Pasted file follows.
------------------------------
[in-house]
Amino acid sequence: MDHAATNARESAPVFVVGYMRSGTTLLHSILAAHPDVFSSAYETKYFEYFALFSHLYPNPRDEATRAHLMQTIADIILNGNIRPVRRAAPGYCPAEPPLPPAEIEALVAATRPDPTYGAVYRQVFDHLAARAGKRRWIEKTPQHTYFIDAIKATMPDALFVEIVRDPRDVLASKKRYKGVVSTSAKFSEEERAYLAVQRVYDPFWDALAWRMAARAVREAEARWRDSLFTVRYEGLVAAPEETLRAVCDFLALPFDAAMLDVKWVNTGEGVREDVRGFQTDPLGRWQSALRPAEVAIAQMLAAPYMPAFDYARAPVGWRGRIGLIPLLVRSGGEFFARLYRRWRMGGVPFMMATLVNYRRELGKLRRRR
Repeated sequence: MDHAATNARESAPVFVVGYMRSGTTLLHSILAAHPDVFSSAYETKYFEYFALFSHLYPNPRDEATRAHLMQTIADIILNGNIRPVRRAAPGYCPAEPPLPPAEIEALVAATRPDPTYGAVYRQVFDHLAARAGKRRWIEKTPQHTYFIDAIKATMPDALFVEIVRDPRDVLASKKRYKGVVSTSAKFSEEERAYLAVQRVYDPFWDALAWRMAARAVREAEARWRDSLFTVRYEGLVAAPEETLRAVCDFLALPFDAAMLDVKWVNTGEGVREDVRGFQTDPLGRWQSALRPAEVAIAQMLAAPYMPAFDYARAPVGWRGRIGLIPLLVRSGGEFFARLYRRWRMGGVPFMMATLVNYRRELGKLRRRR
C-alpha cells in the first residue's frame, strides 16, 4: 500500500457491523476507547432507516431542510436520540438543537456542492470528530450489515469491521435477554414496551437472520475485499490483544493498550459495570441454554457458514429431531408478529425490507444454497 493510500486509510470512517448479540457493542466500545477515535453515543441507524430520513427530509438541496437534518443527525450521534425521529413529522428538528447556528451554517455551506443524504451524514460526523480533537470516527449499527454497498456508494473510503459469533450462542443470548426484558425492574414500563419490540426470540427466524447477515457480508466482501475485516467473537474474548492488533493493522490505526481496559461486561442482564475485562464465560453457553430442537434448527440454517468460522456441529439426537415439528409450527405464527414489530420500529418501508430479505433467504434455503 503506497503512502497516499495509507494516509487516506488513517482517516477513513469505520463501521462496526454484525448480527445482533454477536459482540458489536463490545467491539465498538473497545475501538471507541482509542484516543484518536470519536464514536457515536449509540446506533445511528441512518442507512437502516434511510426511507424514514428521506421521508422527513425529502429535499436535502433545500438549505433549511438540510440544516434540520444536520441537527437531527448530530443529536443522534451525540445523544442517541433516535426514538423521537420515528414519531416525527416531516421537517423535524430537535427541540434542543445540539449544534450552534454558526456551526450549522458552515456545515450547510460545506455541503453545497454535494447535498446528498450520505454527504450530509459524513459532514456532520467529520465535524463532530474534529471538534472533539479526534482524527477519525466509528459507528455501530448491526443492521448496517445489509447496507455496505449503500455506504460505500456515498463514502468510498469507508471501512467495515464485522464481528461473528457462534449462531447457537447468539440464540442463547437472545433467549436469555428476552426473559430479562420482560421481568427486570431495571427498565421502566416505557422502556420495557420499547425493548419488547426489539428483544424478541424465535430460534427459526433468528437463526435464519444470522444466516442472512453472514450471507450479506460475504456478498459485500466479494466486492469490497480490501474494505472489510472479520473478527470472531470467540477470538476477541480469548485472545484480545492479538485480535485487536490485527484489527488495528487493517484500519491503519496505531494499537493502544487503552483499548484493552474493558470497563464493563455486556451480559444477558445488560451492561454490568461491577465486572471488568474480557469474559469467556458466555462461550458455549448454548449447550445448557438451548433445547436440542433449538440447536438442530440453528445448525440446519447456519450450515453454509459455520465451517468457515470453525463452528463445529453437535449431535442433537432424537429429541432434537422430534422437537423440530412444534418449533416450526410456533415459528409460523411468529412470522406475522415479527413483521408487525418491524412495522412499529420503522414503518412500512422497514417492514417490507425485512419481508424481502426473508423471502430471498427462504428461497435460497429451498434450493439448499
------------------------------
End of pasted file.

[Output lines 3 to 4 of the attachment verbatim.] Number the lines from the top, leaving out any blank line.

Repeated sequence: MDHAATNARESAPVFVVGYMRSGTTLLHSILAAHPDVFSSAYETKYFEYFALFSHLYPNPRDEATRAHLMQTIADIILNGNIRPVRRAAPGYCPAEPPLPPAEIEALVAATRPDPTYGAVYRQVFDHLAARAGKRRWIEKTPQHTYFIDAIKATMPDALFVEIVRDPRDVLASKKRYKGVVSTSAKFSEEERAYLAVQRVYDPFWDALAWRMAARAVREAEARWRDSLFTVRYEGLVAAPEETLRAVCDFLALPFDAAMLDVKWVNTGEGVREDVRGFQTDPLGRWQSALRPAEVAIAQMLAAPYMPAFDYARAPVGWRGRIGLIPLLVRSGGEFFARLYRRWRMGGVPFMMATLVNYRRELGKLRRRR
C-alpha cells in the first residue's frame, strides 16, 4: 500500500457491523476507547432507516431542510436520540438543537456542492470528530450489515469491521435477554414496551437472520475485499490483544493498550459495570441454554457458514429431531408478529425490507444454497 493510500486509510470512517448479540457493542466500545477515535453515543441507524430520513427530509438541496437534518443527525450521534425521529413529522428538528447556528451554517455551506443524504451524514460526523480533537470516527449499527454497498456508494473510503459469533450462542443470548426484558425492574414500563419490540426470540427466524447477515457480508466482501475485516467473537474474548492488533493493522490505526481496559461486561442482564475485562464465560453457553430442537434448527440454517468460522456441529439426537415439528409450527405464527414489530420500529418501508430479505433467504434455503 503506497503512502497516499495509507494516509487516506488513517482517516477513513469505520463501521462496526454484525448480527445482533454477536459482540458489536463490545467491539465498538473497545475501538471507541482509542484516543484518536470519536464514536457515536449509540446506533445511528441512518442507512437502516434511510426511507424514514428521506421521508422527513425529502429535499436535502433545500438549505433549511438540510440544516434540520444536520441537527437531527448530530443529536443522534451525540445523544442517541433516535426514538423521537420515528414519531416525527416531516421537517423535524430537535427541540434542543445540539449544534450552534454558526456551526450549522458552515456545515450547510460545506455541503453545497454535494447535498446528498450520505454527504450530509459524513459532514456532520467529520465535524463532530474534529471538534472533539479526534482524527477519525466509528459507528455501530448491526443492521448496517445489509447496507455496505449503500455506504460505500456515498463514502468510498469507508471501512467495515464485522464481528461473528457462534449462531447457537447468539440464540442463547437472545433467549436469555428476552426473559430479562420482560421481568427486570431495571427498565421502566416505557422502556420495557420499547425493548419488547426489539428483544424478541424465535430460534427459526433468528437463526435464519444470522444466516442472512453472514450471507450479506460475504456478498459485500466479494466486492469490497480490501474494505472489510472479520473478527470472531470467540477470538476477541480469548485472545484480545492479538485480535485487536490485527484489527488495528487493517484500519491503519496505531494499537493502544487503552483499548484493552474493558470497563464493563455486556451480559444477558445488560451492561454490568461491577465486572471488568474480557469474559469467556458466555462461550458455549448454548449447550445448557438451548433445547436440542433449538440447536438442530440453528445448525440446519447456519450450515453454509459455520465451517468457515470453525463452528463445529453437535449431535442433537432424537429429541432434537422430534422437537423440530412444534418449533416450526410456533415459528409460523411468529412470522406475522415479527413483521408487525418491524412495522412499529420503522414503518412500512422497514417492514417490507425485512419481508424481502426473508423471502430471498427462504428461497435460497429451498434450493439448499